So, what did the IAEA report really say?  Does it clear Iran or find Iran guilty?  If you want to read the entire 11 page report, it can be found here:

Apparently there was significant progress in clearing up a few pressing issues such as the Polonium 210 issue.  However, there is the issue of ratifying the Additional Protocol, that would give more accessability to IAEA inspectors to Iranian facilities (above and beyond the call of duty apparently) and the issue of allegations of a weaponization program, coming from the US supported terrorist group, the political arm of the MEK, listed as a terrorist group with the US Dept. of State.  These issues still need to be cleared in order for Iran to be truely declared clean, but it should be known that there are several nations on the earth, I think Canada included, that also haven’t been truely declared clean of a nuclear weapons program.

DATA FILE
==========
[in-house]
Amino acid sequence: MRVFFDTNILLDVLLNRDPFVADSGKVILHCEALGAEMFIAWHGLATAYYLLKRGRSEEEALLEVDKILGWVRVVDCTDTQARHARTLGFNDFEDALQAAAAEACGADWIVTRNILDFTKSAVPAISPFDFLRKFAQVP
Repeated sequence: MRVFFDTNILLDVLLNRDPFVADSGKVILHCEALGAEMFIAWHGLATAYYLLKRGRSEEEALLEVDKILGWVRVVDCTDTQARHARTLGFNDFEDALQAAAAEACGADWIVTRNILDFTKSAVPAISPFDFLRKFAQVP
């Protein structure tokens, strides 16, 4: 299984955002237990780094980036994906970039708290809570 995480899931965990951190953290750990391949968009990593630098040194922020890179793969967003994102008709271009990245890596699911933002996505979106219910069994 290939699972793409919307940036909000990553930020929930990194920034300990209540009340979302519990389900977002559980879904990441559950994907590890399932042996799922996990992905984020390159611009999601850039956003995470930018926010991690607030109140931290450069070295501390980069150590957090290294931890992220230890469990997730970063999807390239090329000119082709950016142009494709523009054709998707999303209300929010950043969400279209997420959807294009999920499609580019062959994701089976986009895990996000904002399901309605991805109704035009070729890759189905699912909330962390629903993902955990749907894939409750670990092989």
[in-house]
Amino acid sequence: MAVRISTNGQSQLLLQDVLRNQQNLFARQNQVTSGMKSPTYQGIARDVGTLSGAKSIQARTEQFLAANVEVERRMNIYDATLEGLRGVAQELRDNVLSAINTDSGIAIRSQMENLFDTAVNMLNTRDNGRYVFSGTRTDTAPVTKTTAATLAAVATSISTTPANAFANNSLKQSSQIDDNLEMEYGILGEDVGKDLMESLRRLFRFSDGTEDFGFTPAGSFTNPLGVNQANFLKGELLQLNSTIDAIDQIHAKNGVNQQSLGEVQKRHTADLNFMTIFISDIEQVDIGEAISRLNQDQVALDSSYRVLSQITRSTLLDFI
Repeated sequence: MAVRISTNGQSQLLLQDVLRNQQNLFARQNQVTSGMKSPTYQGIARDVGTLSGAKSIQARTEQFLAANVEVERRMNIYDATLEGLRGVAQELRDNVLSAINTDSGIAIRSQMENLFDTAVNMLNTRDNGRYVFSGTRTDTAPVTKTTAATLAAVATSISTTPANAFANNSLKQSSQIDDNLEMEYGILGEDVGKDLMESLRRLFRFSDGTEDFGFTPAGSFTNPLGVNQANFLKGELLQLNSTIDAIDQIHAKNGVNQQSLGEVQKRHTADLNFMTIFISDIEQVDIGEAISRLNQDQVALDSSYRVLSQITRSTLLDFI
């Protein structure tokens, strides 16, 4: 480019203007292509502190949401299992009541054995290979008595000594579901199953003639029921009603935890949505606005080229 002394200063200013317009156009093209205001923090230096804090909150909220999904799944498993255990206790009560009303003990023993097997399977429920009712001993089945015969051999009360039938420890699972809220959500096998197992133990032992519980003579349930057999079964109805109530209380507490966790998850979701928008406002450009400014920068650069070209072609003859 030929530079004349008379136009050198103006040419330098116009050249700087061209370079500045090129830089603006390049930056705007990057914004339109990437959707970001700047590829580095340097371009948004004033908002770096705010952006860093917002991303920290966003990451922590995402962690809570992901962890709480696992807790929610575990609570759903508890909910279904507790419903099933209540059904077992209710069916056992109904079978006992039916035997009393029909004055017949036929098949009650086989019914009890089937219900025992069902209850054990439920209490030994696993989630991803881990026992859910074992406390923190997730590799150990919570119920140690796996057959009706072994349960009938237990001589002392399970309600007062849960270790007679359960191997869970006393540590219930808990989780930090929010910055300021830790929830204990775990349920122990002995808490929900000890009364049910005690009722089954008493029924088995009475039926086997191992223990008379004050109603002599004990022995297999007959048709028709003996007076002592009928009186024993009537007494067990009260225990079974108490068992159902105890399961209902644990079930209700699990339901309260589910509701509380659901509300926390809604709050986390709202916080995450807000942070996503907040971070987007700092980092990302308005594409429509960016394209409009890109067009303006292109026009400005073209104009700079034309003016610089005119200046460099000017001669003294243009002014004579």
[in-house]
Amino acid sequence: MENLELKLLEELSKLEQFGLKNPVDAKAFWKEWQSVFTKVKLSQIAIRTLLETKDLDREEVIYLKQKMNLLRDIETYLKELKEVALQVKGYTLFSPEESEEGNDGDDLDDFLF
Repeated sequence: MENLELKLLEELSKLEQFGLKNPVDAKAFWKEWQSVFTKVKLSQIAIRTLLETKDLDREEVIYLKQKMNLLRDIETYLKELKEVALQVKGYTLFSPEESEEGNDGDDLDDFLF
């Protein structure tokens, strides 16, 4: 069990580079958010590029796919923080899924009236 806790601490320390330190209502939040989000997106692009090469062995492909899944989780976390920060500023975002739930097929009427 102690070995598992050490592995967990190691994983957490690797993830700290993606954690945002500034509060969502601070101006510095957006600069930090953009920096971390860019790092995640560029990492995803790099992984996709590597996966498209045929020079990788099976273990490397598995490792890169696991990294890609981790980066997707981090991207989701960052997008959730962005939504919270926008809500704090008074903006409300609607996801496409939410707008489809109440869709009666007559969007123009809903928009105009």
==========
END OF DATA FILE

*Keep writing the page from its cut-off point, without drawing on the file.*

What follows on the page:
I think that reading the report (linked above) and perhaps taking the tone of El Baradei’s speech is the best way to judge what this report should actually mean to the governments of the world: